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Thursday, February 25, 2021

Facing protests, Lanka scraps India port deal, offers another project

In a reconciliatory move, Sri Lanka has offered India another undertaking to develop the West Container Terminal (WCT) at the same facility on a Public Private Partnership model along with Japan.

Written by Arun Janardhanan | Chennai |
Updated: February 3, 2021 8:13:24 am
Facing protests, Lanka scraps India port deal, offers another projectEast Container Terminal, Stage 1, at Colombo port. (SLPA)

IN A SETBACK for India, the Rajapaksa government in Sri Lanka, which is facing the threat of nationwide agitations against port privatisation, has cancelled an agreement signed by the previous regime in 2019 for India and Japan to develop the strategic East Container Terminal (ECT) at Colombo port with Adani Group as an investor.

In a reconciliatory move, Sri Lanka has offered India another undertaking to develop the West Container Terminal (WCT) at the same facility on a Public Private Partnership model along with Japan. However, official sources in the Sri Lankan government acknowledged that India is not keen on an alternate arrangement and views the decision as “unilateral”. The Indian High Commission in Colombo has called on “all sides” to “abide by the existing understandings and commitment”.

The decision to let the Sri Lanka Ports Authority (SLPA) develop the ECT was signalled last month by Prime Minister Mahinda Rajapaksa in the Lankan Parliament where he said that the government “has not decided to hand over the management of the East Container Terminal, in whole or in part, to any foreign company”.

External Affairs Minister S Jaishankar had tagged the ECT as a priority project for India during his visit to Colombo last month. Sources said President Gotabaya Rajapaksa stood by the agreement despite strong opposition from trade unions at the Colombo port trade unionists.

At a meeting last month with representatives of port trade unions, Gotabaya Rajapaksa had said that the plan was to develop the ECT as an investment project with 51 per cent ownership held by the Sri Lanka government and 49 per cent as investment by the Adani Group and other stakeholders.

According to estimates, over 70 per cent of business at Colombo port is from ships in transit to the Indian coast, making it important for Sri Lanka, too. Incidentally, the Adani Group is also building a transhipment port at Vizhinjam near Thiruvananthapuram in Kerala, which is being developed primarily to wean away India-bound trans-shipment traffic from Colombo.

Adani Ports and Special Economic Zone Ltd (APSEZ), a group company of the Adani Group, is India’s largest private port operator. It has rights to operate 11 strategically located ports and terminals in the country, up from just one port in 2011. Adani effectively handles over a quarter of all cargo passing through the country’s ports. The group did not comment on queries mailed to it in the evening.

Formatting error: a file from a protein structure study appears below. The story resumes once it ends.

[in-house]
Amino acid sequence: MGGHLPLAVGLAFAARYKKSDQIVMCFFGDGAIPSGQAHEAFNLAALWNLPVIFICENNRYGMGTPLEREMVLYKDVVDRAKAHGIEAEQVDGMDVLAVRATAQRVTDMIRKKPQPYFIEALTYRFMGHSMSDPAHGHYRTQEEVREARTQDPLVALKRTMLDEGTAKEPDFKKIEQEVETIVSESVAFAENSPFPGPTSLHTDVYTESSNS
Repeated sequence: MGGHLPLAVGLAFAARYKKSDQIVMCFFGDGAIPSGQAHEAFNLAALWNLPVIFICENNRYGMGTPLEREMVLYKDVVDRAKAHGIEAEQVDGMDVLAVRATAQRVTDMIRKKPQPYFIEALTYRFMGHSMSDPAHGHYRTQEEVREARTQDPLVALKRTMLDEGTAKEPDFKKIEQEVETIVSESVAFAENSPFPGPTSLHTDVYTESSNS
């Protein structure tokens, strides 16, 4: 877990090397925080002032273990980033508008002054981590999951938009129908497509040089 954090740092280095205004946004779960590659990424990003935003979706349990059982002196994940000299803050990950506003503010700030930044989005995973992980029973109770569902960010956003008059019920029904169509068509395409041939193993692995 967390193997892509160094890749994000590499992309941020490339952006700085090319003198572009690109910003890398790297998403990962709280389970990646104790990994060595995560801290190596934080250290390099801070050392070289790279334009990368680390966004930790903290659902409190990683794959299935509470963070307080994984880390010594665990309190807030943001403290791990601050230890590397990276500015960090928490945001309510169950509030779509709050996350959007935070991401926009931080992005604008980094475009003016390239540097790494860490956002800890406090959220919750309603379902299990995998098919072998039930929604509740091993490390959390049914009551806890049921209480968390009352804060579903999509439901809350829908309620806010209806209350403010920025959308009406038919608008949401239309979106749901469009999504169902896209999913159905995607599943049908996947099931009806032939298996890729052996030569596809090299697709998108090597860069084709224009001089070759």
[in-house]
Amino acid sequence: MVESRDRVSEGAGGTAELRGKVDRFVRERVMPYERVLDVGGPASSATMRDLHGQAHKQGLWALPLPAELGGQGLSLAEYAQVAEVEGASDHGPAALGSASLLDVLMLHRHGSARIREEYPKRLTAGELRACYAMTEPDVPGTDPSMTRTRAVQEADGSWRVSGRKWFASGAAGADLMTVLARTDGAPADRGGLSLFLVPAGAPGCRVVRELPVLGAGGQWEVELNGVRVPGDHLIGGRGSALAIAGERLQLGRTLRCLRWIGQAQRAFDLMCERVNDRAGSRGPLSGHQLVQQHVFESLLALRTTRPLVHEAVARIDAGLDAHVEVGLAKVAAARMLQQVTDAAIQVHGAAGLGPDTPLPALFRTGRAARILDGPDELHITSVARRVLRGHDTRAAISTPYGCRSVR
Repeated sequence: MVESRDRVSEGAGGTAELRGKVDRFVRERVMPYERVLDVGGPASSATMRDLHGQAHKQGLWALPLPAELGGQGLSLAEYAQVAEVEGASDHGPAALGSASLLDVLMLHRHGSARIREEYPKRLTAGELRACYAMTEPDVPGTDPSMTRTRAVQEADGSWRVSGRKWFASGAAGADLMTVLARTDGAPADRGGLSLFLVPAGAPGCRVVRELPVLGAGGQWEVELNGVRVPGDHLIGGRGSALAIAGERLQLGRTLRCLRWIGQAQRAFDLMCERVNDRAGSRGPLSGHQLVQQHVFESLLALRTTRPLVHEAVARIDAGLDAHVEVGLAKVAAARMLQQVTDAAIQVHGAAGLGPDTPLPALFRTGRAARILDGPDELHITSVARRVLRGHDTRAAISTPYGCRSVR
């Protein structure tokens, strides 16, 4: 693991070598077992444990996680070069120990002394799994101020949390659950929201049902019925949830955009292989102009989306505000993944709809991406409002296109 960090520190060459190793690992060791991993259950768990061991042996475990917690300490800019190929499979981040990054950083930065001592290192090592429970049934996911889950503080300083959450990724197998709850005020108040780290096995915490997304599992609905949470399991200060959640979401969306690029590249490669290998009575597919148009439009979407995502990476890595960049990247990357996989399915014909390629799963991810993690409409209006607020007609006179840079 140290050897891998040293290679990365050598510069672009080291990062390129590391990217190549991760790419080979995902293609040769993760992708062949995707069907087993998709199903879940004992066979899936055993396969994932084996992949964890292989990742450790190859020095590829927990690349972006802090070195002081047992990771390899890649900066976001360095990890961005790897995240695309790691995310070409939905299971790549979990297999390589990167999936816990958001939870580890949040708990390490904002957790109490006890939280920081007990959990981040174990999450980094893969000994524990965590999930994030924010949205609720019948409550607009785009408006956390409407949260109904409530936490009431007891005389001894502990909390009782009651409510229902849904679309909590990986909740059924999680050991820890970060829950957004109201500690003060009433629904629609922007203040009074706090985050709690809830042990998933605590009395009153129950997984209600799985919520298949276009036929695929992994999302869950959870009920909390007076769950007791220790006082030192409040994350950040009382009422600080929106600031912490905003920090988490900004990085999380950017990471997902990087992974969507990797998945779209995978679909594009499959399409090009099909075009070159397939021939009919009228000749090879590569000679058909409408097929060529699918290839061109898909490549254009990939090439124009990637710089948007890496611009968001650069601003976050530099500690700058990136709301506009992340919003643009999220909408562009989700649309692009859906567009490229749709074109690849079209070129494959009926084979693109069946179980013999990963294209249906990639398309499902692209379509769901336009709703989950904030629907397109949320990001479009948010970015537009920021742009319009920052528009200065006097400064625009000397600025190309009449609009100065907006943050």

The ECT project was considered important for India, mainly for security reasons as the China Merchants Port Holdings Company holds 85 per cent stake in the Colombo International Container Terminal (CICT), which is near the ECT.

An SLPA official told The Indian Express that the WCT offer is better commercially as it would give 85 per cent stake to the developers. “The WCT project is almost the same if they (India) consider the security aspect and the necessity to have a terminal for India in Sri Lanka… And WCT is not smaller in size or depth compared to the East Terminal. It is just that the development of ECT has been partially completed by us while the WTC work has to begin from scratch,” the official said.

Last Thursday, 23 trade unions at the Colombo port, backed by over 220 unions across the country, announced an agitation against the project being given to “foreign” companies. When President Gotabaya Rajapaksa assured the protesters that only 49 per cent stake was being given, they cited his own poll manifesto that found fault with the 2019 agreement.

“The President stood by the agreement until the last moment but the support gained by port trade unionists was posing a threat to his position as aggressive nationalists and civil society groups extended support to the port workers. The President was becoming unpopular,” said a senior minister of the ruling Sri Lanka Podujana Peramuna (SLPP) party.

Nalaka Godahewa, the former Chairman of SLPA and the current state minister of urban development, told The Indian Express that Sri Lanka wasn’t “pushing India away” from the deal. Godahewa, who also heads ViyathMaga, a network of academics, professionals and entrepreneurs that played a key role in negotiations between the unions and the government, said: “We volunteered to talk to find an agreeable ground to ensure that any decision would respect Indian interests as well. It is a win-win solution now,” he said, referring to the WCT proposal.

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